IWD 2023: Women make fuel-efficient cookstoves to reduce firewood use

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Rachel Emisave is African Wildlife Foundation's Communications Assistant based in the Democratic Republic of Congo. More

Women of Bili-Uere have been cooking with firewood for a long time, choked by the smoke, perfumed by the pungent smell of charcoal, and often limited to cooking outdoors, which becomes increasingly challenging during bad weather.

The traditional practice inherited from their forefathers became cumbersome when homesteads moved from straw constructions to building with baked bricks, plastering and painting walls. At the same time, the continuous demand for firewood threatened the fragile forest ecosystem in northeastern DRC.

“It was a struggle [for me]. After observing my husband invest a lot of energy and money in the construction of our modern house, I had a hard time using the new kitchen. The only time I tried to cook inside it, the smoke from firewood blackened the white-painted wall. That’s why I am grateful to AWF for making available a trainer to teach us how to make improved stoves, which allow us to cook in proper conditions,” said Georgette Nyamwero, chairperson of the Association of Women Leaders of Bili.

African Wildlife Foundation (AWF) commissioned consultants from the University of Kisangani to conduct a study on gender and natural resource management in the Bili-Uere Hunting Domain, finding that women endure difficult conditions while cooking with traditional stoves. “Following the study, it was necessary to train women in the manufacture and use of improved stoves to reduce the rate of wood cutting and thus contribute to the fight against deforestation in the landscape,” said Gervais Dimbi, AWF Community Facilitator.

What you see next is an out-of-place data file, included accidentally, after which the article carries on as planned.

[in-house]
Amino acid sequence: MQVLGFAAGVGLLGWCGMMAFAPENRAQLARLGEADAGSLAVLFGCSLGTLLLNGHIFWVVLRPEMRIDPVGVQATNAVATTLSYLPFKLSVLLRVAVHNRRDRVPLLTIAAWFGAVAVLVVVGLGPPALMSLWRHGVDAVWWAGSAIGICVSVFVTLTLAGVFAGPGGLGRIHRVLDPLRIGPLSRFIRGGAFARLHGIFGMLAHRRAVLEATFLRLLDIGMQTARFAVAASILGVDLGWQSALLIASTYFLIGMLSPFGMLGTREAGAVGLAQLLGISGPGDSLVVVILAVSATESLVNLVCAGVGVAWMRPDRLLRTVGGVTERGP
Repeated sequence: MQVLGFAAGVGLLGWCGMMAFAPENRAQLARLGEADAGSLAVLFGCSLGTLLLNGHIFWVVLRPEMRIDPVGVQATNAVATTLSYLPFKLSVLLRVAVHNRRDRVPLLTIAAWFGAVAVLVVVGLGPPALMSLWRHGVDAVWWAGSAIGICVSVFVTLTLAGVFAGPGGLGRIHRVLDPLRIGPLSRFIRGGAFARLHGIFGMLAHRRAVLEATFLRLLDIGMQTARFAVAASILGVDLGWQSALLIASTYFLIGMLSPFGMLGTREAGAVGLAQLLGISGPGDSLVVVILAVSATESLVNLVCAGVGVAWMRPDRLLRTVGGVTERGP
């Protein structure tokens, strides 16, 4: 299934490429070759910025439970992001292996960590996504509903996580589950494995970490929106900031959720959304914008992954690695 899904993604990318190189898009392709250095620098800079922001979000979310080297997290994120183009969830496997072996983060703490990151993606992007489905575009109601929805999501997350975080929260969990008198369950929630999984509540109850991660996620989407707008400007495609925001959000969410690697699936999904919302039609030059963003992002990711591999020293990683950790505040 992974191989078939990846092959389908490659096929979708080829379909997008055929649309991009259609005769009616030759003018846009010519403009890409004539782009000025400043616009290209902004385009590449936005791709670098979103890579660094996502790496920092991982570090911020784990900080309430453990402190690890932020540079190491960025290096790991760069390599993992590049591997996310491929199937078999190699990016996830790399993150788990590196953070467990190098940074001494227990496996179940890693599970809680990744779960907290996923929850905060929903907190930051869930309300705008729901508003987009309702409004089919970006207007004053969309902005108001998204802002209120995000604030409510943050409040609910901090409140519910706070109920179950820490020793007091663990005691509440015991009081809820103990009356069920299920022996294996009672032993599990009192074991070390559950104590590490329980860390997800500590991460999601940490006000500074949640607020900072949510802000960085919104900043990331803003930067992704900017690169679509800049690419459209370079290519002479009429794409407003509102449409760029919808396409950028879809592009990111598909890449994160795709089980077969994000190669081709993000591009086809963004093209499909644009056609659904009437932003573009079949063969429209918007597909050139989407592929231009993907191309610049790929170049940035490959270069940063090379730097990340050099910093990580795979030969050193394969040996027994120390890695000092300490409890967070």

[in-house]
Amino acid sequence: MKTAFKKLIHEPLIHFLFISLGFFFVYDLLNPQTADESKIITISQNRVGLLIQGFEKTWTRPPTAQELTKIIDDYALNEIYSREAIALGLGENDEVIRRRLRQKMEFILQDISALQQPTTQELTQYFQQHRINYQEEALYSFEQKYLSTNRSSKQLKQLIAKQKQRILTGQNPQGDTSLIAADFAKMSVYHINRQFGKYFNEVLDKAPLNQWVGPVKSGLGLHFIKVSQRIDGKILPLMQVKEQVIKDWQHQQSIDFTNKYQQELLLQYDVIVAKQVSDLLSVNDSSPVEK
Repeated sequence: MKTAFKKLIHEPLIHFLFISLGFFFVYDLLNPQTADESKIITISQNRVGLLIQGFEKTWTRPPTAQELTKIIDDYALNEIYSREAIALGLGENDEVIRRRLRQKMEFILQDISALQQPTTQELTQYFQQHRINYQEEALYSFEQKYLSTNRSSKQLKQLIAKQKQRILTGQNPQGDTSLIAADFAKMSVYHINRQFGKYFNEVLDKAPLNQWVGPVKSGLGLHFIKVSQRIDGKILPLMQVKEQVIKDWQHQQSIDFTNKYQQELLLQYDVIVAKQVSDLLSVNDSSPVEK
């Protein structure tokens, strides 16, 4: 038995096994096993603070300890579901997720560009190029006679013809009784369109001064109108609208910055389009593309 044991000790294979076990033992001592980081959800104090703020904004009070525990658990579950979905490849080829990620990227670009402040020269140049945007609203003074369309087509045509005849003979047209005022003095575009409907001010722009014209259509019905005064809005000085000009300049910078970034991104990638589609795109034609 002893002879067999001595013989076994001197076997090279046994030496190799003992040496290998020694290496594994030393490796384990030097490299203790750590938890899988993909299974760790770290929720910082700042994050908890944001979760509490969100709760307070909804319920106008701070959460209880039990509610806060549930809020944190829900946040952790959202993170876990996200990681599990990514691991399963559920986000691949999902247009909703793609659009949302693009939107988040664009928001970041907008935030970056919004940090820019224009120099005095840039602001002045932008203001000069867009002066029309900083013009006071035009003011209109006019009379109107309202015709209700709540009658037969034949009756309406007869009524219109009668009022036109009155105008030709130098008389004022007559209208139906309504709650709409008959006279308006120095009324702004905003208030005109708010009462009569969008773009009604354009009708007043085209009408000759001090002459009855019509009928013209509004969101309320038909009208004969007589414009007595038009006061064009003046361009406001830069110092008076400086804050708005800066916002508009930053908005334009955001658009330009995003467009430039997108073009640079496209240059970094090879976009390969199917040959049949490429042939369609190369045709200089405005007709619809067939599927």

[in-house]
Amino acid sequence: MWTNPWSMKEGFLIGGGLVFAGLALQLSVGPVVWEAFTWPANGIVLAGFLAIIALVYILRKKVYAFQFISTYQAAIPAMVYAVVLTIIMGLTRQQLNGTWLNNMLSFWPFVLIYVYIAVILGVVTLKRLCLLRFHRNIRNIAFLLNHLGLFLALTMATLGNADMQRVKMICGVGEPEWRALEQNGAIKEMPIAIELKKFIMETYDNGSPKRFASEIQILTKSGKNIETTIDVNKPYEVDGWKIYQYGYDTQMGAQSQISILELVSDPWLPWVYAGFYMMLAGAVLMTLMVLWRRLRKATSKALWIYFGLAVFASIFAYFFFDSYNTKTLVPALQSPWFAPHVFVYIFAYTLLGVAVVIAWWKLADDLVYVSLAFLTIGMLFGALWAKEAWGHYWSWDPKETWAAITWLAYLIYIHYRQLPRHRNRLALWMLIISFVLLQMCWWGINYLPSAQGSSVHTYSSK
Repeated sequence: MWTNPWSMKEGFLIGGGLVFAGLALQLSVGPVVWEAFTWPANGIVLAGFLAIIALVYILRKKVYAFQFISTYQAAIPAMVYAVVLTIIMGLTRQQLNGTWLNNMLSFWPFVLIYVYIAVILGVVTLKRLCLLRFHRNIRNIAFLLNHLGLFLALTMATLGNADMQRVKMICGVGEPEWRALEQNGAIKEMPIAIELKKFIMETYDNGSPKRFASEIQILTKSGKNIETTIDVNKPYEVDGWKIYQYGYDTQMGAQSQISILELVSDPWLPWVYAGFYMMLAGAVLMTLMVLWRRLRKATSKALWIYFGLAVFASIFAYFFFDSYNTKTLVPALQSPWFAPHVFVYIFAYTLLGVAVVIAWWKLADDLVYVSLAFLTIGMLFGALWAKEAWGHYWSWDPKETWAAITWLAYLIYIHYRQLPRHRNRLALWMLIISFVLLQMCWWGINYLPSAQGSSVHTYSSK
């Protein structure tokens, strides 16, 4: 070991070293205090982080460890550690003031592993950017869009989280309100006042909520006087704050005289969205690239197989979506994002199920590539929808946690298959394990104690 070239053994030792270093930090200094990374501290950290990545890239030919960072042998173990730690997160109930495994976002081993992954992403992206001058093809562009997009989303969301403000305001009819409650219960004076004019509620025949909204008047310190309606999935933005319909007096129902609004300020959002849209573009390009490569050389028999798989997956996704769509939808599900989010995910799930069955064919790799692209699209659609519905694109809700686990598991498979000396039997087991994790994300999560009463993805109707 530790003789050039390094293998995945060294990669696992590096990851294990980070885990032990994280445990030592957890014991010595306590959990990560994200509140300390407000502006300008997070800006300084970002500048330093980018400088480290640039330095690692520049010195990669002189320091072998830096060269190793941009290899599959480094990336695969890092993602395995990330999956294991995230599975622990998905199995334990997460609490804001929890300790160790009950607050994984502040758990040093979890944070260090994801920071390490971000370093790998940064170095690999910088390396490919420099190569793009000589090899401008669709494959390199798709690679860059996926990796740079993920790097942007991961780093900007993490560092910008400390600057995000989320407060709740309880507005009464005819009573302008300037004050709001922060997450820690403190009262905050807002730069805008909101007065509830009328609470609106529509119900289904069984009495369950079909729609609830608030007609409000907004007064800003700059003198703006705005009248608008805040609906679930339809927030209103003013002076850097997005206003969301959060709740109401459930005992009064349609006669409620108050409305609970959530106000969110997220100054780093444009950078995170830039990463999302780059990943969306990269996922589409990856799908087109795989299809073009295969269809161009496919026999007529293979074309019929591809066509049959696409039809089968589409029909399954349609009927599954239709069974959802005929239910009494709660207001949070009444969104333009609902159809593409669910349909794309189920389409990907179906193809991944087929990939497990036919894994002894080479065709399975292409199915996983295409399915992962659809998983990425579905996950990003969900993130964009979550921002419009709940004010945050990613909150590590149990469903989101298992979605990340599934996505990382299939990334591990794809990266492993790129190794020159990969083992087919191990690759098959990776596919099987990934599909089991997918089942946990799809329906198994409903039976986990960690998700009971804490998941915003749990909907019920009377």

AWF partnered with three women’s associations in Bili Uere and consultants from the University of Kisangani to facilitate stove-making training for 45 women in the landscape. The training was part of AWF’s Community Based Counter Wildlife Trafficking project to improve community livelihoods in Bili Uere.

Women received theoretical and practical training, allowing them to learn the ecological and economic reasons for using improved stoves. Designed to reduce the consumption of firewood and carbon dioxide emissions into the atmosphere, the cookstoves also empower women through marketing.

“We [can] make two types of improved stoves: one for wood use and the other for charcoal. The wood stove is used more for baking bread, smoking meat, or preparing ceremonial meals because of its large size, while the other is more suitable and useful for daily cooking in the household,” explains Ginimbolisa Antoinette, president of the Lamuka Mama Association.

To make the charcoal stove, the women start by tracing the template on a metal sheet and cutting it with a plasma cutter, a hand shear, or a chisel with a hammer. They then shape the cut-out using a rolling machine or a hammer with an IPN bar. After the shaping, they use a rolling machine or a hammer with a toothed piece to staple the materials. The different fastened parts are then joined together, and using a trowel, the women apply a ceramic bonding material like cement, sand, or ash. Finally, they paint the stoves black to retain heat.